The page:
The leader of the conservative Canadian party, Andrew Scheer, has decided to give up a previous commitment to balance the budget within two years if elected, saying that the liberal government of Prime Minister Justin Trudeau has made it impossible to do so responsibly.
In a speech on his economic policy he will deliver to the Canadian Club of Vancouver, British Columbia, on Friday, the CBC confirmed that Scheer will promise to make a balanced balance part of its platform, but within about five years instead of two.
"In the last three years Trudeau has made an even bigger budget than I thought possible … All this made it impossible for anyone to immediately and responsibly balance the budget," according to the text of Reuters' speech on Thursday.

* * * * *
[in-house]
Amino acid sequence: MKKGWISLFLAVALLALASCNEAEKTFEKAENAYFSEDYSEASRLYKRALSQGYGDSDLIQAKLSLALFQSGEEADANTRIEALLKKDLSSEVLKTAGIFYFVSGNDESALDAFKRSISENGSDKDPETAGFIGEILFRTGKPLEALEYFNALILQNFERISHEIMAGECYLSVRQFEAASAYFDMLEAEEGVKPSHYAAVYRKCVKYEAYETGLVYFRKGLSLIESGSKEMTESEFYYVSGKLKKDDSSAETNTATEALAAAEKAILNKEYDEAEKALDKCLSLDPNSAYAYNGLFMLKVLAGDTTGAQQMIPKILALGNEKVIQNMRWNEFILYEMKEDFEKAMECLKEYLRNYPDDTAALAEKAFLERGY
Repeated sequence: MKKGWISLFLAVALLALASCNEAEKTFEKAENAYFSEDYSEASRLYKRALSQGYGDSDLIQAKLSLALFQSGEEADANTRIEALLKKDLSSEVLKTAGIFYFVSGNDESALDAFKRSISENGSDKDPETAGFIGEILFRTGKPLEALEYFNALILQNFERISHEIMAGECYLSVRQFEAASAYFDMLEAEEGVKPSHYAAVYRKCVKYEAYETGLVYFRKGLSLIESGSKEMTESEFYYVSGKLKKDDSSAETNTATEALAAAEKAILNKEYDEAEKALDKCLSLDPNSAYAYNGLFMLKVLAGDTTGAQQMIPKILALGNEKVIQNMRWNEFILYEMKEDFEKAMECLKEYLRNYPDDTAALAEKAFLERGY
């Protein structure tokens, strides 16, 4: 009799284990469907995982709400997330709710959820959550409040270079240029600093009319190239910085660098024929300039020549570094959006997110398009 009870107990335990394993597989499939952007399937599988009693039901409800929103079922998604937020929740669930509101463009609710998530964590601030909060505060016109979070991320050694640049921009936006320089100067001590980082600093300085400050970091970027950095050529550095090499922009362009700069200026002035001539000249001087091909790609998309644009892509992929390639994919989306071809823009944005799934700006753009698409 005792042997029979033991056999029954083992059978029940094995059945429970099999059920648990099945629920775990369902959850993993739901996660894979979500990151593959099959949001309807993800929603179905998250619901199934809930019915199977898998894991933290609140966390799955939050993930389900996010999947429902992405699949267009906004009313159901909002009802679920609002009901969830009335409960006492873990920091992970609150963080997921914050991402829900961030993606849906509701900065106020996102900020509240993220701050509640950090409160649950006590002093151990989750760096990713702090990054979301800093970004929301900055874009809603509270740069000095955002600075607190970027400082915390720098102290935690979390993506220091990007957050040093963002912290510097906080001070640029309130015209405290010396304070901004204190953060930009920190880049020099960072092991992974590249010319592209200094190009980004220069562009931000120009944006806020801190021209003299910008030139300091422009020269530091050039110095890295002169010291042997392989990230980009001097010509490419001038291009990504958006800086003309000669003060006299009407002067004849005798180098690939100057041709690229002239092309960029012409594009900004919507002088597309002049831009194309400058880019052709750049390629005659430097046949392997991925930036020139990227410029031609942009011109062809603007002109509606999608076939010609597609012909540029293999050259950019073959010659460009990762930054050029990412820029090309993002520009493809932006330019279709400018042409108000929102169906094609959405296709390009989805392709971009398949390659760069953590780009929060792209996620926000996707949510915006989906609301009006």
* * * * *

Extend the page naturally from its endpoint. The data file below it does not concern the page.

"Even the most optimistic projections do not have the liberals who balance the budget for another 20 years … But if Canadians elect a conservative government this fall, we will balance the budget in about a quarter of that time," reads the text.
Scheer, 40, is challenging Trudeau in a national election set for October and the polls show him to be slightly ahead. In recent weeks, Scheer has begun to outline some of its foreign and economic policies.
In 2015, Trudeau promised to balance the budget within this year, which he did not. But even with the deficit, Canada's net debt / GDP ratio is lower than its rivals and the G7 debt, as it is expected that a share of production will decline in the coming years from around 31 percent at the moment.